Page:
October 13, 2014
A MESSAGE OF HOPE FROM DR JACK VAN IMPE
Daniel 3:21 – 23
Then these men were bound in their coats; their hosen, and their hats, and their other garments, and were cast into the midst of the burning fiery furnace
Therefore because the king’s commandment was urgent, and the furnace exceeding hot, the flame of the fire slew those men that took up Shadrach, Meshach, and Abednego.
And these three men, Shadrach, Meshach, and Abednego, fell down bound into the midst of the fiery furnace.
Think of the hottest steel plant furnace you have ever seen. Now imagine the temperature as seven times hotter-an increase of 700 percent. Anger often displays itself in overstatements, and Nebuchadnezzar was furious. A small fire would have sufficed. Heating the furnace twice as hot would have roasted these rebellious spirits, killing them ever so slowly. But true to his volatile nature, Nebuchadnezzar was determined to incinerate them, attempting to show the world that he was in charge. . . and that no God of Israel would be a match for his prowess. This would be one more graphic display of a king’s power-and a prediction of the earthly power of the Antichrist to come.
Can you feel the heat? But think also of this: Fire not only purifies gold, but it also gets rid of the dross-the flaws and the alien material that cling to the precious metal. That’s why gold is so valuable. It’s pure. Unadulterated. Free of foreign matter. It was the same that day when the three Hebrew children were shoved into the furnace. The dross-the “mighty” men of the kingdom commissioned by the king to do the terrible deed- were destroyed the moment they opened the fiery furnace door, while Daniel’s friends-wearing highly flammable clothing and bound head to foot-found themselves in for further purification of their lives.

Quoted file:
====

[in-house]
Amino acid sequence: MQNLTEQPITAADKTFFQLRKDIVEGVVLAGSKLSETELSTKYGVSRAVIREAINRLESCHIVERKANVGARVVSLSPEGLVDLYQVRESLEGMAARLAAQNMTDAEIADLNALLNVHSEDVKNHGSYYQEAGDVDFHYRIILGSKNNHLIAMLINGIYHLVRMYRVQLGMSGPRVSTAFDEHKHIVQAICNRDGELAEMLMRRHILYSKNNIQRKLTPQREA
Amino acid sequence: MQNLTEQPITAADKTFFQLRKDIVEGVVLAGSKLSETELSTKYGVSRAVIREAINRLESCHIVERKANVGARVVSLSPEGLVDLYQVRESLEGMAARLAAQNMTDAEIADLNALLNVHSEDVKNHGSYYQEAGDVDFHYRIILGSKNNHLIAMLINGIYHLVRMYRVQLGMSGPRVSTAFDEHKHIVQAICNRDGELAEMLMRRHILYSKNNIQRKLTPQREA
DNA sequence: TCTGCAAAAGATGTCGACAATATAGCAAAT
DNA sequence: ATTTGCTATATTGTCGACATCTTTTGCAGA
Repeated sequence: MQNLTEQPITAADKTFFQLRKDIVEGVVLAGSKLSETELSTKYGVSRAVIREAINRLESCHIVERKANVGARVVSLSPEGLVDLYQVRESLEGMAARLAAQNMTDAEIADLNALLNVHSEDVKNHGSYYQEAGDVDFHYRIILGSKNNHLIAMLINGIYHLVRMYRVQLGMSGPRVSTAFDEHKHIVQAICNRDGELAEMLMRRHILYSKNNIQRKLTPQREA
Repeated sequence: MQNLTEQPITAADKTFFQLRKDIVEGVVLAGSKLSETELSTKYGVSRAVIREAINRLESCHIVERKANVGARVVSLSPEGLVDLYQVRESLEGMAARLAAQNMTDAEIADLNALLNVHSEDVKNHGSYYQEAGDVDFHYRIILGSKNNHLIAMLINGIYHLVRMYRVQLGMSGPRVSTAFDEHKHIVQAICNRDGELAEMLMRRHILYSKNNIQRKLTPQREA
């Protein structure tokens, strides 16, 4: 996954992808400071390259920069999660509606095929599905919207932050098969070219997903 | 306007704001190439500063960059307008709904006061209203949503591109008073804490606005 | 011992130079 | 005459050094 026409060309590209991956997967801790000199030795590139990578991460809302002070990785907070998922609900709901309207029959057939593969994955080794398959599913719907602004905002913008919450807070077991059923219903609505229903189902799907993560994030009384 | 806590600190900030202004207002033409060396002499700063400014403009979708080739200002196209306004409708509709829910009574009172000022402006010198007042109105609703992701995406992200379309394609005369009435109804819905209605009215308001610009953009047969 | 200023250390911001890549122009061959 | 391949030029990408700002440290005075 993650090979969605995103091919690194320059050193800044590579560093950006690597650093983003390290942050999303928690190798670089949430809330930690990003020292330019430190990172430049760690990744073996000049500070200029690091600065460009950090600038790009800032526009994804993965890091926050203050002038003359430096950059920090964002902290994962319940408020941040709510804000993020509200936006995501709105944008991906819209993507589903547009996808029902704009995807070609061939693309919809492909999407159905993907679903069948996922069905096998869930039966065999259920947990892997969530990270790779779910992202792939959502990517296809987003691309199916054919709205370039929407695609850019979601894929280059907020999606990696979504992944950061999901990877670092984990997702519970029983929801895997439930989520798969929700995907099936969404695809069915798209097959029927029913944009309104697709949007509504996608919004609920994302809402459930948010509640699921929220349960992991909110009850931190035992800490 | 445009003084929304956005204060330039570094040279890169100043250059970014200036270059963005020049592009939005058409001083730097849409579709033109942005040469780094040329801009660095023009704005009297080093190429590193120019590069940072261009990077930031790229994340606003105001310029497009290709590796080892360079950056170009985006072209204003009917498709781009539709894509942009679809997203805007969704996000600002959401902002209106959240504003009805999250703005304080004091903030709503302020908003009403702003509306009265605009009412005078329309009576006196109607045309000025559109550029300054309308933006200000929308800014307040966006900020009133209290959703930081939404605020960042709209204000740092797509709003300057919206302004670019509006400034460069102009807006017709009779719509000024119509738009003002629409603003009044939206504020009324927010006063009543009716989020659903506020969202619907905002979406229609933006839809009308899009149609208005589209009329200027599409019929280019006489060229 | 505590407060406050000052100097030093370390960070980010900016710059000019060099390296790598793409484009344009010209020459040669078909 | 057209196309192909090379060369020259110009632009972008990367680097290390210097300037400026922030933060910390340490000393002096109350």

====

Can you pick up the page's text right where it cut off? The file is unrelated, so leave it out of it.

Daniel 3: 24 – 27
Then Nebuchadnezzar the king was astonied, and rose up in haste, and spake, and said unto his counselors, Did not we cast three men bound into the midst of the fire? They answered and said unto the king, True O king.
He answered and said, Lo, I see four men loose, walking in the midst of the fire, and they have no hurt; and the form of the fourth is like the Son of God.
Then Nebuchadnezzar came near to the mouth of the burning fiery furnace, and spake, and said, Shadrach, Meshach, and Abednego, ye servants of the most high God, come forth, and come hither. Then Shadrach, Meshach, and Abednego, came forth of the midst of the fire.
And the princes, governors, and captains, and the king’s counselors, being gathered together, saw these men, upon whose bodies the fire had no power, nor was an hair of their head singed, neither were their coats changed, nor the smell of fire had passed on them.
The Fourth Man in the Fire
Nebuchadnezzar didn’t retreat to his private quarters to wait for an official report on the demise of the three Hebrew children later in the day. He sat there in rapt attention, eagerly watching what his decree would do to anyone who refused to bow to his image. The king was not prepared for what he was about to encounter. Scripture says that he jumped up, astonished at what he saw.
As he did, he asked his high officials what was certainly a logical question: “Didn’t we just put three men into the furnace? Why then do I see four men-all unhurt? Are my eyes playing tricks on me? And look. . . no one is bound. Didn’t I see you tying them up? Then, why aren’t they on fire? This makes no sense. They’re still walking around as if nothing happened. But what’s really got me confused is that fourth man. Who is he? How did he get in there?”
Perhaps the most telling comment of all comes from the mouth of the king when he says, “the form of the fourth is like the Son of God” (3:25). A more accurate translation of what the king said would be “like a son of the gods.” The Babylonians believed that their gods had progeny, so Nebuchadnezzar was commenting on what he thought was a supernatural being in the fire-the fourth man-a son of one of the Babylonian deities. Still unwilling to admit that the one true God might be involved in this miracle, the king continues to credit pagan deities for this bewildering turn of events.